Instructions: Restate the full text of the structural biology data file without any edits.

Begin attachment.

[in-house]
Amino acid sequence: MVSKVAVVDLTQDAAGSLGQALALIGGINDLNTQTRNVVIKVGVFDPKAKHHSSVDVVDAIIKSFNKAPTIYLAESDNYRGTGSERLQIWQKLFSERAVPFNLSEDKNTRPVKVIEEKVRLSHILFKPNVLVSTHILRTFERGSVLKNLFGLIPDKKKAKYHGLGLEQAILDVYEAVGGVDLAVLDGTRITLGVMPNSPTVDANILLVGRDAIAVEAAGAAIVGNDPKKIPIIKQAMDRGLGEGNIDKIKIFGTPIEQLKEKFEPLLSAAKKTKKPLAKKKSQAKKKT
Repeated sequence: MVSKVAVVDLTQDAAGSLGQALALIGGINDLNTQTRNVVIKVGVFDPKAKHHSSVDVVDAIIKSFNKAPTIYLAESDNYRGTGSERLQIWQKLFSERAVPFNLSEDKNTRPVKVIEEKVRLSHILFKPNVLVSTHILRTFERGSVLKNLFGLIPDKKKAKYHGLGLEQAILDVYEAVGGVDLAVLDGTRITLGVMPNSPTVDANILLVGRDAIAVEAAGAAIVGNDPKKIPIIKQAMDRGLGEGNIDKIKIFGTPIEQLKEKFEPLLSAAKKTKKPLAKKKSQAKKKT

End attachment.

[in-house]
Amino acid sequence: MVSKVAVVDLTQDAAGSLGQALALIGGINDLNTQTRNVVIKVGVFDPKAKHHSSVDVVDAIIKSFNKAPTIYLAESDNYRGTGSERLQIWQKLFSERAVPFNLSEDKNTRPVKVIEEKVRLSHILFKPNVLVSTHILRTFERGSVLKNLFGLIPDKKKAKYHGLGLEQAILDVYEAVGGVDLAVLDGTRITLGVMPNSPTVDANILLVGRDAIAVEAAGAAIVGNDPKKIPIIKQAMDRGLGEGNIDKIKIFGTPIEQLKEKFEPLLSAAKKTKKPLAKKKSQAKKKT
Repeated sequence: MVSKVAVVDLTQDAAGSLGQALALIGGINDLNTQTRNVVIKVGVFDPKAKHHSSVDVVDAIIKSFNKAPTIYLAESDNYRGTGSERLQIWQKLFSERAVPFNLSEDKNTRPVKVIEEKVRLSHILFKPNVLVSTHILRTFERGSVLKNLFGLIPDKKKAKYHGLGLEQAILDVYEAVGGVDLAVLDGTRITLGVMPNSPTVDANILLVGRDAIAVEAAGAAIVGNDPKKIPIIKQAMDRGLGEGNIDKIKIFGTPIEQLKEKFEPLLSAAKKTKKPLAKKKSQAKKKT